As the equity bull market enters its seventh year, the global economy nears several inflection points and new equity market leaders will likely emerge. The US economy has strengthened to the point where the Federal Reserve (Fed) is preparing to raise interest rates for the first time since June 2006. The euro has depreciated to match the European Central Bank’s (ECB) near-zero interest rate and banks are lending again after years of deleveraging. In Japan, inflation is taking hold, wages are rising and consumption may be about to pick up. In our view, the macroeconomic themes behind many of these changes—diverging monetary policies and currencies, low oil prices and structural reforms—affect every company’s earnings and stock price in a unique way.
A Strong Dollar, Cheap Oil Kind of World
The effect of diverging monetary policy on currencies is becoming more pronounced and we are increasingly focused on the impacts of a strong US dollar. With the Fed on the cusp of raising rates and the Bank of Japan (BoJ) and ECB still in easing mode, the US dollar has continued to strengthen against the yen and especially the euro, where the exchange rate is approaching parity. The weak currencies are a boon to Europe and Japan, both of which have many export-oriented companies which are beginning to report the positive effect on their earnings. In the US, the strong dollar is likely to be good for consumption, which is critical for the US economy because it accounts for roughly 70% of GDP. However, corporate earnings are increasingly likely to reflect the negative effects of a strong currency. While the immediate effect of currency translation may be a near-term hit to earnings, we are more concerned about competitive disadvantage, which can have longer-term consequences.
Just as the dollar looks likely to stay strong, we believe oil prices are unlikely to rise soon because even the substantial capital spending (capex) cuts already announced will have a limited effect on supply in the next few quarters. Like the strong dollar, low oil prices can have a mixed effect on economies. Generally, consumers and manufacturers will benefit from cheaper fuel and energy costs, but the US also has a large energy industry and many companies with energy-related businesses have been reducing earnings estimates. Big oil importers like Europe and Japan are benefitting from lower energy prices however the deflationary impact is a potential risk for these regions.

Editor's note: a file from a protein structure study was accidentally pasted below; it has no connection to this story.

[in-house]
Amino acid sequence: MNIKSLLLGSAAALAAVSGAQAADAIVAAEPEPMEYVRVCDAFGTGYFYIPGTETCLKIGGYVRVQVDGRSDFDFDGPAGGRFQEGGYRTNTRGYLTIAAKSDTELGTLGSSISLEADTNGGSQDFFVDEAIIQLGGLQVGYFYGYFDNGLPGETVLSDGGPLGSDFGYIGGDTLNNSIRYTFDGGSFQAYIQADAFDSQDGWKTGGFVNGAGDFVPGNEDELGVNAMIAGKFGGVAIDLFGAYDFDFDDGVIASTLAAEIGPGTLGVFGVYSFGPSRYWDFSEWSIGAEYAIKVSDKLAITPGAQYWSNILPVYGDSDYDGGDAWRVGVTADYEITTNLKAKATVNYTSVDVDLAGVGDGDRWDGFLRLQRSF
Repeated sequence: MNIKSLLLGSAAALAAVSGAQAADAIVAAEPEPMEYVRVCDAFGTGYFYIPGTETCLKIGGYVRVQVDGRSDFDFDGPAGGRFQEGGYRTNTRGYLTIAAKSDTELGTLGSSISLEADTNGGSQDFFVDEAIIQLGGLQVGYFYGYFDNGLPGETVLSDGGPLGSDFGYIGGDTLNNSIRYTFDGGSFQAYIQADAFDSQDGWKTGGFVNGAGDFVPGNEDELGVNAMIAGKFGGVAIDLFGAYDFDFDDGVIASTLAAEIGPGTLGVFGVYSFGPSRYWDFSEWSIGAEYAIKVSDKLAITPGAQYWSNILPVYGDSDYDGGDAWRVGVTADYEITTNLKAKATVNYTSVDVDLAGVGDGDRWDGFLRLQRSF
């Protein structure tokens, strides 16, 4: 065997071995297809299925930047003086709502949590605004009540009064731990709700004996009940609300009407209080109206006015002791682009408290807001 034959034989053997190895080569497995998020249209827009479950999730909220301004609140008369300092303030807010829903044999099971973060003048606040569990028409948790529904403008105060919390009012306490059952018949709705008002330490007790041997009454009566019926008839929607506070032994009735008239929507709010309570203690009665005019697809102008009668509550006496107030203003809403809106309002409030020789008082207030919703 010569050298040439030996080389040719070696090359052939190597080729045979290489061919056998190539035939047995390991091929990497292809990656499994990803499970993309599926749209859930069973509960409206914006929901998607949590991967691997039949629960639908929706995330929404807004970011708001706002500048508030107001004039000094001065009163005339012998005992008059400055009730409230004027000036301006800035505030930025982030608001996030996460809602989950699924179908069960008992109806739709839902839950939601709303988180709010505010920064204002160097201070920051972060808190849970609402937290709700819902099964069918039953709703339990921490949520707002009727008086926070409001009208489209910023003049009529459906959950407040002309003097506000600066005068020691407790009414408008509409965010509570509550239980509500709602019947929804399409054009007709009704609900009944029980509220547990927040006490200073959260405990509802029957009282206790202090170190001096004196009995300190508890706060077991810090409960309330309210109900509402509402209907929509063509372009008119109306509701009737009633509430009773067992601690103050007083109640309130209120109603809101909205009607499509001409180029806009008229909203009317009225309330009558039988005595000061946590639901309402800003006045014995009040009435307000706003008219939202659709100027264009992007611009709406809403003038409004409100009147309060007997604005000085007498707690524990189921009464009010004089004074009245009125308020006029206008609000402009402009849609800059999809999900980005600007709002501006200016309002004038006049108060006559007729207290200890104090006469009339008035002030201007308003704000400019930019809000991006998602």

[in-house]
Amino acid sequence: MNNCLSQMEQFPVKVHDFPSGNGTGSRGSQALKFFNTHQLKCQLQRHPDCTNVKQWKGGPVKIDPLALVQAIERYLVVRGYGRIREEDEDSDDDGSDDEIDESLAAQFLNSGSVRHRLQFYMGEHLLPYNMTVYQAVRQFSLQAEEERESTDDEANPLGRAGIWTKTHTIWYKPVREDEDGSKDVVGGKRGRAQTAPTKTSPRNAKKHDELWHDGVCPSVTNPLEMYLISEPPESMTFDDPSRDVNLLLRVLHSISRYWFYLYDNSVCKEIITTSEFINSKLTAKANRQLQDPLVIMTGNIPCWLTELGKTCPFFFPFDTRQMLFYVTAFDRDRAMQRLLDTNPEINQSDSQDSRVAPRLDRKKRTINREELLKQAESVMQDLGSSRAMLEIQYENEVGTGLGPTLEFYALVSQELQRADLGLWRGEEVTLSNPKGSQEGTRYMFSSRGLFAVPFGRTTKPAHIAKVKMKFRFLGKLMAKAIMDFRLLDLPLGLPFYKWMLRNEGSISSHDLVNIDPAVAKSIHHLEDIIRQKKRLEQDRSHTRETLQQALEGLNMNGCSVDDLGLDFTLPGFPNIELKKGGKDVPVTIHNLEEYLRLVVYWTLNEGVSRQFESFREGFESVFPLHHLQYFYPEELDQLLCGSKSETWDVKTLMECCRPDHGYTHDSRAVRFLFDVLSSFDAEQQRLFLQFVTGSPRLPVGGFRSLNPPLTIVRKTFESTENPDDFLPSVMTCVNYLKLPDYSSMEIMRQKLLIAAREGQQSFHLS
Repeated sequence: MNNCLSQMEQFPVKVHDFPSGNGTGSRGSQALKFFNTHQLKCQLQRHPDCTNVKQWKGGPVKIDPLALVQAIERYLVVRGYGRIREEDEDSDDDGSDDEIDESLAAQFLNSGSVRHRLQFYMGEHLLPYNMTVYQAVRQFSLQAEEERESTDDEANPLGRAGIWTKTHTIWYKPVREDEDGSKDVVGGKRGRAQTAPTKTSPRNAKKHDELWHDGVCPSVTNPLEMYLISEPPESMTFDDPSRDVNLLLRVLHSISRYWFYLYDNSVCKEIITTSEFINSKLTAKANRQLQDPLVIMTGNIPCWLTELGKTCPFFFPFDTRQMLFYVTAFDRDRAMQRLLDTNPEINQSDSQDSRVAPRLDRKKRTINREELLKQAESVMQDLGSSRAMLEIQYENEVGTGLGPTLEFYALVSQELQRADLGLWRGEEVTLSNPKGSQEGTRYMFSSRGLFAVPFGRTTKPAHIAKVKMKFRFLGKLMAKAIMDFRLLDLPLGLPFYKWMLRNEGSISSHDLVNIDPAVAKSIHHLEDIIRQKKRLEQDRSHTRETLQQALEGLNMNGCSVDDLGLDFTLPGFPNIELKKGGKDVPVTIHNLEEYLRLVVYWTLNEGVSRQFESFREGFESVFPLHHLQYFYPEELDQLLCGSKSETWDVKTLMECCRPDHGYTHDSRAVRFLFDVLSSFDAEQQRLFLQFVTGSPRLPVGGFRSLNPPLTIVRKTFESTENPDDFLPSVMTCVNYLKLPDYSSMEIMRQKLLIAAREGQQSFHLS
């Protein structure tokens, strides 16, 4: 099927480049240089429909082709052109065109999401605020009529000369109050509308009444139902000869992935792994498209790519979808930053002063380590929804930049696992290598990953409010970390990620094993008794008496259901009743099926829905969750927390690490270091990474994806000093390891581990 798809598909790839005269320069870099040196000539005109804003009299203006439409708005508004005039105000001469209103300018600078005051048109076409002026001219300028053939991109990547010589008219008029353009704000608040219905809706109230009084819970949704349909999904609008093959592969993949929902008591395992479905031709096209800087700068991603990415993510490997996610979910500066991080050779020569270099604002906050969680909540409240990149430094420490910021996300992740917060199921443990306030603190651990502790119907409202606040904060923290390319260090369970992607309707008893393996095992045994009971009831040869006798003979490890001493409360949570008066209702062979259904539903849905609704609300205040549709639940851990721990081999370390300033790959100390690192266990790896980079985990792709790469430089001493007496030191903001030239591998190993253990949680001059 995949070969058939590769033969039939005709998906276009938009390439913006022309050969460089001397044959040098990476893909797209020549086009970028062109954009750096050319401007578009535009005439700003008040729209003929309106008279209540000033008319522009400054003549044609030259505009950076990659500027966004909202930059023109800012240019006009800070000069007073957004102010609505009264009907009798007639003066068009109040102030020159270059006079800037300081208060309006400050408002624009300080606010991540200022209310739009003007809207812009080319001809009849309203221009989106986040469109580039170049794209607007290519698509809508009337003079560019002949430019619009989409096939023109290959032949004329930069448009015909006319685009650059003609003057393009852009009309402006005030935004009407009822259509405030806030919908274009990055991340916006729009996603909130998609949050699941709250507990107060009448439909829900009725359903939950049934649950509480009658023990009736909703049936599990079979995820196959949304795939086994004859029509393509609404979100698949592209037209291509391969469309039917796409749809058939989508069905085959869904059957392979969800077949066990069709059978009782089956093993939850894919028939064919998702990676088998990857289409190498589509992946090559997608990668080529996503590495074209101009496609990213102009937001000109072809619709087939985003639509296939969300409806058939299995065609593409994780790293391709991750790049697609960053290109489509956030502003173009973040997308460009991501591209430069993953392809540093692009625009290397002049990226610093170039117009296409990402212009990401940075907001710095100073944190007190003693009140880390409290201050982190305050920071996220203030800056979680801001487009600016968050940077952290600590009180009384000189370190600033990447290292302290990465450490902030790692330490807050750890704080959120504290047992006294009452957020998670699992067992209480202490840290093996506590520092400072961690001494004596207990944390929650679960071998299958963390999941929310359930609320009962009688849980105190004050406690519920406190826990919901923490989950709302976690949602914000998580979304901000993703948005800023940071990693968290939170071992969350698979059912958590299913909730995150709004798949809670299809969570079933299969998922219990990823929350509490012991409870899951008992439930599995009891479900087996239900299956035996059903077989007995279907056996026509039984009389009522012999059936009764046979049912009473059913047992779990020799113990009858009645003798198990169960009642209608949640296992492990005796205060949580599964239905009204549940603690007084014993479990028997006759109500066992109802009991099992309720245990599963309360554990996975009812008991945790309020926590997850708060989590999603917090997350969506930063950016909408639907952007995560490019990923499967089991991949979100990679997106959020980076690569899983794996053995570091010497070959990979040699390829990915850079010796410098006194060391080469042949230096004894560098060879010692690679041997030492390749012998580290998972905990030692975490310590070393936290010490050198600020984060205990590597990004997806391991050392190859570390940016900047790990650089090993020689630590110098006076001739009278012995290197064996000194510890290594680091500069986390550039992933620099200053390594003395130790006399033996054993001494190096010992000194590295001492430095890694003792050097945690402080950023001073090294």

Structural Reforms: The Road Sometimes Taken
Structural reforms—or the lack thereof—continue to impact equity markets and influence our views. Scepticism about the abilities of Europe and Japan to execute on necessary reforms has held back both their economies and equity markets. Europe still has big issues to tackle, but has made important progress with its banking system. Japan is making a renewed effort at reform with Abenomics. Industries also face periods of structural change. The banking system reforms in the US and Europe strengthened banks’ balance sheets and instilled confidence again, which contribute to our more positive view on financial stocks. Now, the energy industry is seeking ways to reduce a structural oversupply of oil. Capex and production cuts are a start and many companies may further restructure themselves to be profitable in a world with lower oil prices. These changes will take time, hence our continued cautious approach to investing in energy stocks.
Differentiating Equities From Economies; Selecting Stocks, Not Stock Markets
Naturally, we believe new equity market leaders are likely to emerge from the changing macroeconomic landscape. But the best performing stocks and stock markets may not necessarily be in the countries or industries with the highest growth, and yesterday’s laggards are not always ready to be tomorrow’s leaders. Furthermore, earnings multiples have crept up, leaving few bargains. We think global equity returns for the year will be slightly below their 8-10% long-term average , which we once again believe will compare favourably with other asset classes. We believe earnings growth will become an increasingly important driver of stock performance because multiples have already expanded. In addition, the sometimes offsetting or contradicting effects of macroeconomic conditions will make top-down calls more difficult, but we believe the true impact will be revealed in corporate earnings.
At GSAM, we believe more expensive equities, lower return expectations and offsetting macro influences create a stock-picker’s market and one in which portfolios that outperform may look very different from the broader market. Even when sector and country weightings are similar, a closer look may reveal differentiation through concentration, market-cap, quality or many other characteristics. Last year was once again challenging for most active managers, especially in the US, but we think that is about to change.